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MQ-9B STOL: Is This Drone the Future of the US Navy and Marine Corps?

MQ-9B STOL. Image Credit: General Atomics.

The U.S. Navy and Marine Corps could soon be getting a new remotely piloted aircraft with prized capabilities.

Recently, General Atomics revealed a short take-off and landing (STOL) version of the highly effective MQ-9B SeaGuardian unmanned aerial system. As competition with China in the Indo-Pacific continues, the new drone module could be very useful.


Essentially, the MQ-9B STOL is a short take-off and landing version of the MQ-9B SeaGuardian, the maritime version of the venerable MQ-9 Reaper.

The MQ-9B SeaGuardian has a wingspan of 79 feet and a length of 38 feet. It is powered by a Honeywell TPE331-10 Turboprop engine that can power it to a maximum speed of 210 knots per hour (241 miles per hour). It can carry up to 6,000 pounds of fuel and can pack 4,800 pounds of munitions in nine hardpoints (four in each wing and one underneath the fuselage).

The unmanned tactical aerial system comes with many pros compared to manned aircraft. To begin with, the MQ-9B STOL costs approximately $5,000 an hour to operate and uses about 200 pounds of fuel an hour and has a loiter time of around 25 hours.

In comparison, a manned maritime patrol aircraft, such as the P-8 Poseidon, costs about $35,000 an hour to operate and burns approximately 5,000 pounds of fuel an hour and can stay on station for about 10 hours.

In short, according to General Atomics, the MQ-9B costs 86 percent less to operate per hour, burns 90 percent less fuel than similarly configured manned Intelligence, Surveillance, and Reconnaissance aircraft, and half the amount of people to support and operate.

When it comes to armament, the MQ-9B STOL can carry the standard AGM-114 Hellfire air-to-ground missile but also might have the ability for some more exotic options. According to the promotion videos that General Atomics released, the unmanned aerial system could sport the famous AIM-9 Sidewinder infrared-guided air-to-air missile, thus giving the MQ-9B STOL some potent air-to-air capabilities.

The MQ-9B STOL Brings Flexibility 

The MQ-9B STOL is designed to operate in expeditionary operational environments in which normal landing strips will be either hard to come by or contested.

The U.S. Air Force, Navy, and Marine Corps have spent increasingly more time and resources refining their expeditionary and dispersed warfare capabilities in response to the upgrade of the Chinese military. The idea is to have smaller units dispersed throughout the operational theater in order to make it harder for Chinese long-range fires to take out or tie-down whole units. For example, a squadron of F-35A aircraft could be restricted if a barrage of Chinese ballistic missiles took out the landing strips.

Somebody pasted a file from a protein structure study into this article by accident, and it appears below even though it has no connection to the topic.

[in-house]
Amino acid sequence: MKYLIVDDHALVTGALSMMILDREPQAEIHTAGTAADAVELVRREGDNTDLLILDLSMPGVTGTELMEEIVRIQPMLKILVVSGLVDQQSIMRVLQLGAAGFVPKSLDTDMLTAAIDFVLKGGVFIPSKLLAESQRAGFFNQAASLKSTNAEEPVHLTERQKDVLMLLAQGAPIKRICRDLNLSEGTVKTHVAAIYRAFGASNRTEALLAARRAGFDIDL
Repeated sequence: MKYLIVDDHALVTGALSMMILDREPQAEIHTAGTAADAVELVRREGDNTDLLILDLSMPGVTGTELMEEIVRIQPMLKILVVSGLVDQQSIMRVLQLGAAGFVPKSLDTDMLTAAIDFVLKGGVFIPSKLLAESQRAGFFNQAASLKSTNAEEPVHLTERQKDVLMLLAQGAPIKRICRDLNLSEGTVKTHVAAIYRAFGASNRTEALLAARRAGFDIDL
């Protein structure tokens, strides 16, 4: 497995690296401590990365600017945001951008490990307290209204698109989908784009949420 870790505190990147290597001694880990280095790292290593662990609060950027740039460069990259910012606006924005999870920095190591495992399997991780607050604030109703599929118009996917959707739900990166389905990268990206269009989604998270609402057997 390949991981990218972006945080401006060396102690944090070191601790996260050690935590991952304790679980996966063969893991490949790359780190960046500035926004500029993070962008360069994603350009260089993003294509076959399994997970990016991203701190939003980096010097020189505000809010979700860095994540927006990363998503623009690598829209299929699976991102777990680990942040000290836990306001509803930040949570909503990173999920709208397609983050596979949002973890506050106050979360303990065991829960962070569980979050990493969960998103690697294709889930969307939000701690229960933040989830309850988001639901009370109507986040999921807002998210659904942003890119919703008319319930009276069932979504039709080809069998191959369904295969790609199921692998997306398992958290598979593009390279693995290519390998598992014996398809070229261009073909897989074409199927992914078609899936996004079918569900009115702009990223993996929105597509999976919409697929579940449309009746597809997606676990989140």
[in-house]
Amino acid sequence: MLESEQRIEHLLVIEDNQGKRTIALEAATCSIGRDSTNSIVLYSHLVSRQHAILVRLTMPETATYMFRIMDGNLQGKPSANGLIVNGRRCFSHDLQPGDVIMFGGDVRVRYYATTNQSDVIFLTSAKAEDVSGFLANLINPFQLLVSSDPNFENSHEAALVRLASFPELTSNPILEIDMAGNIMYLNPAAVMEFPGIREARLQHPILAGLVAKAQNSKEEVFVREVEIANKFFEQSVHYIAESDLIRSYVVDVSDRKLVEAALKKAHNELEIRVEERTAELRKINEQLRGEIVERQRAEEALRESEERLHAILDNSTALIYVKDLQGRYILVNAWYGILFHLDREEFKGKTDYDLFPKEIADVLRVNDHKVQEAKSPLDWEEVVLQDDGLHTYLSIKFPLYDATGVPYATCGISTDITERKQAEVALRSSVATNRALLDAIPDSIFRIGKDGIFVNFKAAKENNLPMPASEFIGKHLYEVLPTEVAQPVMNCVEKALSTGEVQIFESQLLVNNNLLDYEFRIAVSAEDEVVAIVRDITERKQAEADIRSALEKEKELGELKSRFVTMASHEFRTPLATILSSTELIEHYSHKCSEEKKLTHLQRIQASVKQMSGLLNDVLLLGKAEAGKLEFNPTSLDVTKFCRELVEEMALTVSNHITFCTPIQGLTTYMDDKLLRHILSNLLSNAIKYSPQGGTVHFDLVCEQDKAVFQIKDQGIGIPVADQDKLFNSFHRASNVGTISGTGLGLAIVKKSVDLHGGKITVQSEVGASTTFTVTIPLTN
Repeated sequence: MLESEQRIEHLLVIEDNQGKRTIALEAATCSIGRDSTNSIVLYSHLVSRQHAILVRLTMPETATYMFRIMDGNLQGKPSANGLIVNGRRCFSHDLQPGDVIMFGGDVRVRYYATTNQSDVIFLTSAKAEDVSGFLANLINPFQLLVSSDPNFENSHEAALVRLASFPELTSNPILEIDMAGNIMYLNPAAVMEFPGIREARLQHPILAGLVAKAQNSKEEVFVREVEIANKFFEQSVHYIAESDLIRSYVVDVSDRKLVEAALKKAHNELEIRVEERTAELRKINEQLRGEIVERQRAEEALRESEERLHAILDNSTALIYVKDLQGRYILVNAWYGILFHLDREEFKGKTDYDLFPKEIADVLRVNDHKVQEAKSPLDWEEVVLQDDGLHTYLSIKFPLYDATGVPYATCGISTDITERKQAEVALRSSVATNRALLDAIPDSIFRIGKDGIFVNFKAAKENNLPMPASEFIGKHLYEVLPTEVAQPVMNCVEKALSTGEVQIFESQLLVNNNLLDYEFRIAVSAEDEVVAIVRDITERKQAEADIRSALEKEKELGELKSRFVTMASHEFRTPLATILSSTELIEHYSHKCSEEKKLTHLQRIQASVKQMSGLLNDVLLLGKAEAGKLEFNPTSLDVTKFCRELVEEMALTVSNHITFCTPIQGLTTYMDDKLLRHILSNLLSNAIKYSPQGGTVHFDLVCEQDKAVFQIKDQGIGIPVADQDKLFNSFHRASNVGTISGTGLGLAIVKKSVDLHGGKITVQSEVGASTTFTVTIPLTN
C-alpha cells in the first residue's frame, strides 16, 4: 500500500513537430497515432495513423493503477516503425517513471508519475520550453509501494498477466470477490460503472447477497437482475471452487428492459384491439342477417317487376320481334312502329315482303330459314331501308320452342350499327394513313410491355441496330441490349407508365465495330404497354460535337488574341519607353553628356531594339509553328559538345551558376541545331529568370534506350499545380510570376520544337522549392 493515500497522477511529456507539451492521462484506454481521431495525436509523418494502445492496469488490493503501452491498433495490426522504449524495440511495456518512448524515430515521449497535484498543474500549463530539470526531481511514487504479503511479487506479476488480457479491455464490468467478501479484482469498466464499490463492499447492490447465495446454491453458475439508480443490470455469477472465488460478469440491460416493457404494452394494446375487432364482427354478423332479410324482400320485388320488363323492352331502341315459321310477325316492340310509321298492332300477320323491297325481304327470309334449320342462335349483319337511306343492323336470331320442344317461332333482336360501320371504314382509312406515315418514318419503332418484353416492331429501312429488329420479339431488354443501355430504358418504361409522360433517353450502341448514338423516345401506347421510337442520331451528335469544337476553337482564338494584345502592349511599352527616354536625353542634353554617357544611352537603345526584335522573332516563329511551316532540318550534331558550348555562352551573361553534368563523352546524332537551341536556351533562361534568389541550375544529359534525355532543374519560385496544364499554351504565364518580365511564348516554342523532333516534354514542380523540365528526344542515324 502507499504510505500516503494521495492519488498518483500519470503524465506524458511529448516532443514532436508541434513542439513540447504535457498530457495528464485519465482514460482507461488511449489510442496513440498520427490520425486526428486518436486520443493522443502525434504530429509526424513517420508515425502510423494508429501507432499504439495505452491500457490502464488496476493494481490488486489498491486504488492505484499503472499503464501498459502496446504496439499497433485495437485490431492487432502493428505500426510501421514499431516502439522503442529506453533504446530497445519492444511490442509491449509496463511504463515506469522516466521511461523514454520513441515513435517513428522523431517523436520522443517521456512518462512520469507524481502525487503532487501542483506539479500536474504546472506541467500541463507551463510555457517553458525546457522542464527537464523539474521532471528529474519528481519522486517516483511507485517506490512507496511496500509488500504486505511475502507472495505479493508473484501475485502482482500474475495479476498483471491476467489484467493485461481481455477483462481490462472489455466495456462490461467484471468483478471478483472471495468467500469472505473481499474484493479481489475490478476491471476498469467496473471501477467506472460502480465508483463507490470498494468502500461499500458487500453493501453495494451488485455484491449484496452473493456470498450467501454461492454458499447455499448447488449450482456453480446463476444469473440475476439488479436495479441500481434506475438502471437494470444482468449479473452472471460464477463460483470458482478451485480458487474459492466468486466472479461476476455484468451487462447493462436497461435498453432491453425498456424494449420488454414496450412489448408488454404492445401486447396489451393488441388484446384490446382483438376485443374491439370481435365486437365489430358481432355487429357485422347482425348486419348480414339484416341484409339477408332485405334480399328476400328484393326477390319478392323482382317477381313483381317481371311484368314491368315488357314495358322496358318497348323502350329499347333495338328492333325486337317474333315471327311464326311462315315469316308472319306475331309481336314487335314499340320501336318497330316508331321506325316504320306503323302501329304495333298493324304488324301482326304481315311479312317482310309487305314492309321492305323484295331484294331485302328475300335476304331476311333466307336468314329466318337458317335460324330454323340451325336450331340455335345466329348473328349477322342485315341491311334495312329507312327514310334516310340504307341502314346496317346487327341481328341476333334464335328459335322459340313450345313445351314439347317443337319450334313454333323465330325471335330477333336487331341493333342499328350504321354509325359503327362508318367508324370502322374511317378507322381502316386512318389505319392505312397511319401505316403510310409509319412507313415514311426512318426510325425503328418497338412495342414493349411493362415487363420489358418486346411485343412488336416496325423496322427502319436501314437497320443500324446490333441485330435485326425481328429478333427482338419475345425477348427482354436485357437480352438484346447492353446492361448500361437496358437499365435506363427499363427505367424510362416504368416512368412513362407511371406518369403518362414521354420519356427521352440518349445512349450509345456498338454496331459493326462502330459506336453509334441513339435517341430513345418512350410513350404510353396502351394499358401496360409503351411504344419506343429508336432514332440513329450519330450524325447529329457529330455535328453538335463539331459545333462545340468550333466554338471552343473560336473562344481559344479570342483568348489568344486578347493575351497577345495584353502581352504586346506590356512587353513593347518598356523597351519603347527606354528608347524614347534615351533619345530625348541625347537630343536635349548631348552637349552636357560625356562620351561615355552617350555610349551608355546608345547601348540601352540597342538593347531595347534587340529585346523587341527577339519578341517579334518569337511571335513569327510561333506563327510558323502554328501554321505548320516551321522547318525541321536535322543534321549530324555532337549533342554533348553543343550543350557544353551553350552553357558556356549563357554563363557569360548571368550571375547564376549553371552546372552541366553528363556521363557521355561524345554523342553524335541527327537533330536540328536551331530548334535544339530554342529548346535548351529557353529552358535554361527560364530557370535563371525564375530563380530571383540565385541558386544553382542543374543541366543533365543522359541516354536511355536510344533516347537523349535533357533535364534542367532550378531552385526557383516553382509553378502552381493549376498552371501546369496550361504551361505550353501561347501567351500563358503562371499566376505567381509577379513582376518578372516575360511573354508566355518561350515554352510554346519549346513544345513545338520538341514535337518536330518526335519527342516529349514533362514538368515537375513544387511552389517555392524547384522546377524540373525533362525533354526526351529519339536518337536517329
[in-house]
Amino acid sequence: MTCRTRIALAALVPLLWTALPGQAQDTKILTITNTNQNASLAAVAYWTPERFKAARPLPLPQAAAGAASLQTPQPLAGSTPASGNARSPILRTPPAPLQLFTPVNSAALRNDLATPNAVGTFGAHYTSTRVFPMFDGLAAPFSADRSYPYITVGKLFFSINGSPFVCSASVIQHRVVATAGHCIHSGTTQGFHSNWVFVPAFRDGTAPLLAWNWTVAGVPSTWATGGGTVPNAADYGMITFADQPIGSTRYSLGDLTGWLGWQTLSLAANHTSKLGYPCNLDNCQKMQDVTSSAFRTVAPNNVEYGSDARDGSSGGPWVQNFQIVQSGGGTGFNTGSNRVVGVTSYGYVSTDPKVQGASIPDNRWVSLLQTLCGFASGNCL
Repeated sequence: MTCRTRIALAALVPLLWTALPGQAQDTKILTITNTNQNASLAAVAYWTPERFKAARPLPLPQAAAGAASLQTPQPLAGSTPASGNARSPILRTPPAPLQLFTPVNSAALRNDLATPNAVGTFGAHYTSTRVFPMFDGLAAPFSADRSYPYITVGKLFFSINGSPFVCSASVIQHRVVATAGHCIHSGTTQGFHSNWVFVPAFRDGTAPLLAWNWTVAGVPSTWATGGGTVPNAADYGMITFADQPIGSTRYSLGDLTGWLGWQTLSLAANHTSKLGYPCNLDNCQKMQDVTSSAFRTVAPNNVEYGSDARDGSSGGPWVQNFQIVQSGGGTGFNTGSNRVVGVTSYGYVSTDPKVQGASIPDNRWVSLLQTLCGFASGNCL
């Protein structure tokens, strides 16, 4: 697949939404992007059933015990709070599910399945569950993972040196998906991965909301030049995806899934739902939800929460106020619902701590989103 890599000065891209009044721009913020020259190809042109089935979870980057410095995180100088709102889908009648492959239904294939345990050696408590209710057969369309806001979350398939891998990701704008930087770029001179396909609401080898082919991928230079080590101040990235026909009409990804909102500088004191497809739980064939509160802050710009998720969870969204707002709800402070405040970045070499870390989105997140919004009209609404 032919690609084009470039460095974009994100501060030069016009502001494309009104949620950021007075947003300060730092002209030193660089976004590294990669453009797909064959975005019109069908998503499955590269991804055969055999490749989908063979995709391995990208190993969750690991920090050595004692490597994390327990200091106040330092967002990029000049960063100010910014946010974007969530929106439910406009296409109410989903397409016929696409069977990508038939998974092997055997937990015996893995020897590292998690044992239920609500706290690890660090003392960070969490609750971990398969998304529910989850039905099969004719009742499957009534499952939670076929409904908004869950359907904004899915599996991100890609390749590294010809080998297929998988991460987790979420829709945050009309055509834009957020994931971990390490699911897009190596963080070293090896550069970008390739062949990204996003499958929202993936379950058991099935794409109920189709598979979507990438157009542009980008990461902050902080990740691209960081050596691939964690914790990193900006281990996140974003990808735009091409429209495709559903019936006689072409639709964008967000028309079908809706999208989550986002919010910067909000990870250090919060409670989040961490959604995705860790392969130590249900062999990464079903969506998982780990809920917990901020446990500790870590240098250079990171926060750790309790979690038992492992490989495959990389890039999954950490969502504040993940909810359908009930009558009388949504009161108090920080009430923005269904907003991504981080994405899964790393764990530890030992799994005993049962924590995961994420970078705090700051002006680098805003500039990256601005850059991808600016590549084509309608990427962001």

It should be noted, however, that the MQ-9B STOL doesn’t have vertical landing capabilities. In other words, it is not a short take-off and vertical landing (STOVL) aircraft, like the AV-8 Harrier or the F-35B Lightning II stealth fighter jet. That, of course, doesn’t mean that the MQ-9B STOL brings to the table lots of benefits.

STOL and STOVL aircraft offer commanders great flexibility as they can operate easily from almost anywhere, including impromptu landing strips and even highways.

“STOL means we can take this incredibly capable, long-endurance aircraft and get into and out of more airfields in more places. If you need to have these aircraft switch up where they’re operating – either because you don’t have a long, conventional airfield, or because you don’t want an adversary to know where one might land after a mission – you have numerous options about where you can operate,” Dave Alexander, an aerospace engineer and the president of General Atomics Aeronautical Systems, Inc, said in a Q&A about the MQ-9B STOL.

As far as potential uses go, General Atomics claims that the MQ-9B STOL can offer a lot, including Intelligence, Surveillance, and Reconnaissance (ISR) and precision strike capabilities. If one asks ground troops what their most favorite platform for close air support is, remotely piloted aircraft always come on the top-3 as they provide excellent loiter time on station and can deploy munitions if necessary.

“For one thing it incorporates high-quality, persistent intelligence, surveillance and reconnaissance into the Marine Air-Ground Task Force that just doesn’t exist today. With future shipboard operations, it has the endurance to operate around the clock when the ship is not at flight quarters,” Alexander said.

Having an unblinking eye in the sky offers a lot of benefits as it can increase the survivability of the mothership by spotting and tracking threats early.

“Imagine the ship does flight ops for several hours and then secures from them for the day or night, without plans to fly anything on or off again for awhile. MQ-9B STOL doesn’t need to come back with the rest of the aircraft, if you want to operate it that way. It stays up and continues working,” Alexander added.

1945’s New Defense and National Security Columnist, Stavros Atlamazoglou is a seasoned defense journalist specializing in special operations, a Hellenic Army veteran (national service with the 575th Marine Battalion and Army HQ), and a Johns Hopkins University graduate. His work has been featured in Business InsiderSandboxx, and SOFREP.

1945’s Defense and National Security Columnist, Stavros Atlamazoglou is a seasoned defense journalist with specialized expertise in special operations, a Hellenic Army veteran (national service with the 575th Marine Battalion and Army HQ), and a Johns Hopkins University graduate. His work has been featured in Business Insider, Sandboxx, and SOFREP.